Editorials

Look before leaping on Tower Bridge

Then-Mayor John Marks of Tallahassee, Fla., stands among other mayors who attended the second “Farm to Fork” dinner on Tower Bridge last September.
Then-Mayor John Marks of Tallahassee, Fla., stands among other mayors who attended the second “Farm to Fork” dinner on Tower Bridge last September. Sacramento Bee file

Logically, it makes a lot of sense for Sacramento and West Sacramento to take over the iconic Tower Bridge linking the two cities.

Financially, maybe not so much. The cities should kick the proverbial tires first.

The state budget approved last week by the Legislature included as much as $15 million for the cities to assume operations and maintenance of the 80-year-old bridge. In signing the budget on Wednesday, however, Gov. Jerry Brown nixed that provision. He directed Caltrans to negotiate with the cities, writing that while he supports the state relinquishing the bridge, the budget process shouldn’t be used to “circumvent” those discussions.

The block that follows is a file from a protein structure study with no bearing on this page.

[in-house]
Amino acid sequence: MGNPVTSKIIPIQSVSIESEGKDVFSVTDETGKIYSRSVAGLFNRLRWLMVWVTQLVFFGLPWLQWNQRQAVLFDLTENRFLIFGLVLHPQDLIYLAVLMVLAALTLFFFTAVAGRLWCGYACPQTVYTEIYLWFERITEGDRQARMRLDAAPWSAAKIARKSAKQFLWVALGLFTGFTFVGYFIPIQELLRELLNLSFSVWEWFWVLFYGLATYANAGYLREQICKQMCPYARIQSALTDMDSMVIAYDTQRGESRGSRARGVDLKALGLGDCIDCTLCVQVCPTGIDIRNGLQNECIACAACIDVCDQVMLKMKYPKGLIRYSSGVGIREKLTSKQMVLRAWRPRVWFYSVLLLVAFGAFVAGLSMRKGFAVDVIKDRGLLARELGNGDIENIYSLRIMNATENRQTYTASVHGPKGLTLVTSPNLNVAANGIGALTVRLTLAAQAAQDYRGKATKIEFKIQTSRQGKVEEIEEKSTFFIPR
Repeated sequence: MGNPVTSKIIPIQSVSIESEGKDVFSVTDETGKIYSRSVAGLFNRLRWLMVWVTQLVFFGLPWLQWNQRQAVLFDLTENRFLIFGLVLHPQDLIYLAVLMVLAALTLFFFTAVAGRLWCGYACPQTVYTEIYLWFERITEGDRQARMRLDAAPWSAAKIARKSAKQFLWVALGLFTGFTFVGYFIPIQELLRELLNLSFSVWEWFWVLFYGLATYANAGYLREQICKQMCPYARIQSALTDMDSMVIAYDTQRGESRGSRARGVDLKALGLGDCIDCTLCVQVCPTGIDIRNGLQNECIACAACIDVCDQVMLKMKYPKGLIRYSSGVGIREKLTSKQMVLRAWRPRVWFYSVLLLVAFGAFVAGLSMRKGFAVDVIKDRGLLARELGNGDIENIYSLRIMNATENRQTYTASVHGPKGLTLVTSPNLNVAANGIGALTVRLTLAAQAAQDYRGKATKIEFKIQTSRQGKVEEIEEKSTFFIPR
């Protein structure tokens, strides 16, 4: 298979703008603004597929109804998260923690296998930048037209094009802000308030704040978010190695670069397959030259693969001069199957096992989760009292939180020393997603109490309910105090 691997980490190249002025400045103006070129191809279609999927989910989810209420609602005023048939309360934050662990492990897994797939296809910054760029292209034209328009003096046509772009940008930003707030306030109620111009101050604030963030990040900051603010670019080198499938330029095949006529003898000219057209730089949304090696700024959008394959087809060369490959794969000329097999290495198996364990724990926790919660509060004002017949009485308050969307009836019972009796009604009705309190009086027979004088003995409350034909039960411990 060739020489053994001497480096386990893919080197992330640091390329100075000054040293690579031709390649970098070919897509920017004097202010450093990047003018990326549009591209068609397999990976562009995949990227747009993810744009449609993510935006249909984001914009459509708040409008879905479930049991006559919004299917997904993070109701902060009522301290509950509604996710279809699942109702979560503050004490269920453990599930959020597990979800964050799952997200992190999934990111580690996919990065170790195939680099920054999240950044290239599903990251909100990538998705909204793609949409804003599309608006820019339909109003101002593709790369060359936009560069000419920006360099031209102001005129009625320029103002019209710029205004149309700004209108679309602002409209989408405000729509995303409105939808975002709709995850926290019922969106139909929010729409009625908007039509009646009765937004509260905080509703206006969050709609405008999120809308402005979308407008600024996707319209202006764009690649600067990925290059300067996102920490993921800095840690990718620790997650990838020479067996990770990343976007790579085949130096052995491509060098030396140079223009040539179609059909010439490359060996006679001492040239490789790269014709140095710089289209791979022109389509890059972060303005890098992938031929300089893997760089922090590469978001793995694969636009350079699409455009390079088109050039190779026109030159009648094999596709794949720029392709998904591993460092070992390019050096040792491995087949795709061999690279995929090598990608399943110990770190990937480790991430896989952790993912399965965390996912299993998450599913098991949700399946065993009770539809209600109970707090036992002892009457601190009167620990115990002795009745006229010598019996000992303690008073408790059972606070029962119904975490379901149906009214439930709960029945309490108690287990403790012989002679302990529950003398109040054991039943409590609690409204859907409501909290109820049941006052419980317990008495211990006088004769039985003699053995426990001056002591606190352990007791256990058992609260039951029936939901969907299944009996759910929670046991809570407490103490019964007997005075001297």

In any case, the cities shouldn’t sign on the dotted line until they have a firmer figure on the long-term cost – and a stronger guarantee of state assistance.

Caltrans Director Malcolm Dougherty told The Sacramento Bee’s editorial board Wednesday that his agency is willing to compensate the cities to some extent for the “maintenance liability,” but didn’t have an exact number in mind. He said Caltrans is working closely with officials in the two cities on a possible deal.

It now costs an average of $400,000 a year to maintain the span, including a worker who lifts the bridge deck for taller ships. But there are also possible repairs, including $7.4 million to fix the bumpers that protect the bridge. Caltrans gave up the road on either side of the span a decade ago. Now, it wants to shed the bridge, the shortest state highway in California.

There’s another factor at play: A proposed streetcar line would go over the bridge.

The project hit a roadblock this month when Sacramento voters turned down a tax needed to finance initial construction, but supporters are working on plan B. They were counting on a $10 million state grant as part of the $75 million local share, and it’s conceivable that money could be incorporated into a bridge deal.

Even if it is, local officials must protect taxpayers as much as possible from the long-term maintenance costs.

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